A fantastic novel: technically and intellectually complex, while emotionally gripping.

Pub Date: May 30, 2013

ISBN: 978-0-399-16209-1

Page Count: 320

Publisher: Marian Wood/Putnam

Review Posted Online: Feb. 27, 2013

Kirkus Reviews Issue: March 15, 2013

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Finding positivity in negative pregnancy-test results, this depiction of a marriage in crisis is nearly perfect.

ALL YOUR PERFECTS

Named for an imperfectly worded fortune cookie, Hoover's (It Ends with Us, 2016, etc.) latest compares a woman’s relationship with her husband before and after she finds out she’s infertile.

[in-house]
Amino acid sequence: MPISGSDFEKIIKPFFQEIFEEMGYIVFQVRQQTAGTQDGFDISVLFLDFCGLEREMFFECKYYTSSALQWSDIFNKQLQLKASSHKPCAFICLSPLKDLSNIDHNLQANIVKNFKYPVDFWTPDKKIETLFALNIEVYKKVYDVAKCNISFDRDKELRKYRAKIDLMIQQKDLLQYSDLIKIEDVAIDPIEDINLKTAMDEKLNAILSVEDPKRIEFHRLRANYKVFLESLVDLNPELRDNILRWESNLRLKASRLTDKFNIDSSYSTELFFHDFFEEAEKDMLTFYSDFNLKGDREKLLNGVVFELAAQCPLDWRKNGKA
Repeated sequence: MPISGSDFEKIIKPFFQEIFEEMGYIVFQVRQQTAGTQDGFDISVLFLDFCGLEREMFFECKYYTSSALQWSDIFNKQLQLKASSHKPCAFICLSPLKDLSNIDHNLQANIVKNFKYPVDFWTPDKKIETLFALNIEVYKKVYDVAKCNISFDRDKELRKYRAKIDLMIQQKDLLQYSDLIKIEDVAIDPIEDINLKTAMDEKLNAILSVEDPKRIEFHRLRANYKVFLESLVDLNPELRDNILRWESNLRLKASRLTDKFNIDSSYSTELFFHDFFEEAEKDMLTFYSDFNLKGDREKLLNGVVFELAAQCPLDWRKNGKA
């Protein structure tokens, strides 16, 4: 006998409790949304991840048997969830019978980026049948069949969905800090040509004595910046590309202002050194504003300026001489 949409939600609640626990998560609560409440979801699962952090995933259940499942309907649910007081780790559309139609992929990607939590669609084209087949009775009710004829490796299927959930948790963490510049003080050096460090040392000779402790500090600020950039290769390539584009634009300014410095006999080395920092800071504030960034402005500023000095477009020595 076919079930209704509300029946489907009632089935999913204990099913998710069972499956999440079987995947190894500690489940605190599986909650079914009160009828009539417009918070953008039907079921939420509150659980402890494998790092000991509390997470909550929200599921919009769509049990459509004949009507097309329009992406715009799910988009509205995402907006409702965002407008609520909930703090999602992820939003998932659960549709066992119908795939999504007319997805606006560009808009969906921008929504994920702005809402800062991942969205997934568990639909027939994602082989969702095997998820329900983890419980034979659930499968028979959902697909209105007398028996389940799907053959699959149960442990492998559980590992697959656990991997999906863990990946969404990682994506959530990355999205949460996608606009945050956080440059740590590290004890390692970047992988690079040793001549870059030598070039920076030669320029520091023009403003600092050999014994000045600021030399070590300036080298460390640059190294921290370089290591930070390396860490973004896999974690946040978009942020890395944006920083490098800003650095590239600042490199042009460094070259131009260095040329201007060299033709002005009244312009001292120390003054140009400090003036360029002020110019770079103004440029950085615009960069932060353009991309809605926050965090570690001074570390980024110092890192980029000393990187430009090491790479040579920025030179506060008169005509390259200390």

Quinn meets her future husband, Graham, in front of her soon-to-be-ex-fiance’s apartment, where Graham is about to confront him for having an affair with his girlfriend. A few years later, they are happily married but struggling to conceive. The “then and now” format—with alternating chapters moving back and forth in time—allows a hopeful romance to blossom within a dark but relatable dilemma. Back then, Quinn’s bad breakup leads her to the love of her life. In the now, she’s exhausted a laundry list of fertility options, from IVF treatments to adoption, and the silver lining is harder to find. Quinn’s bad relationship with her wealthy mother also prevents her from asking for more money to throw at the problem. But just when Quinn’s narrative starts to sound like she’s writing a long Facebook rant about her struggles, she reveals the larger issue: Ever since she and Graham have been trying to have a baby, intimacy has become a chore, and she doesn’t know how to tell him. Instead, she hopes the contents of a mystery box she’s kept since their wedding day will help her decide their fate. With a few well-timed silences, Hoover turns the fairly common problem of infertility into the more universal problem of poor communication. Graham and Quinn may or may not become parents, but if they don’t talk about their feelings, they won’t remain a couple, either.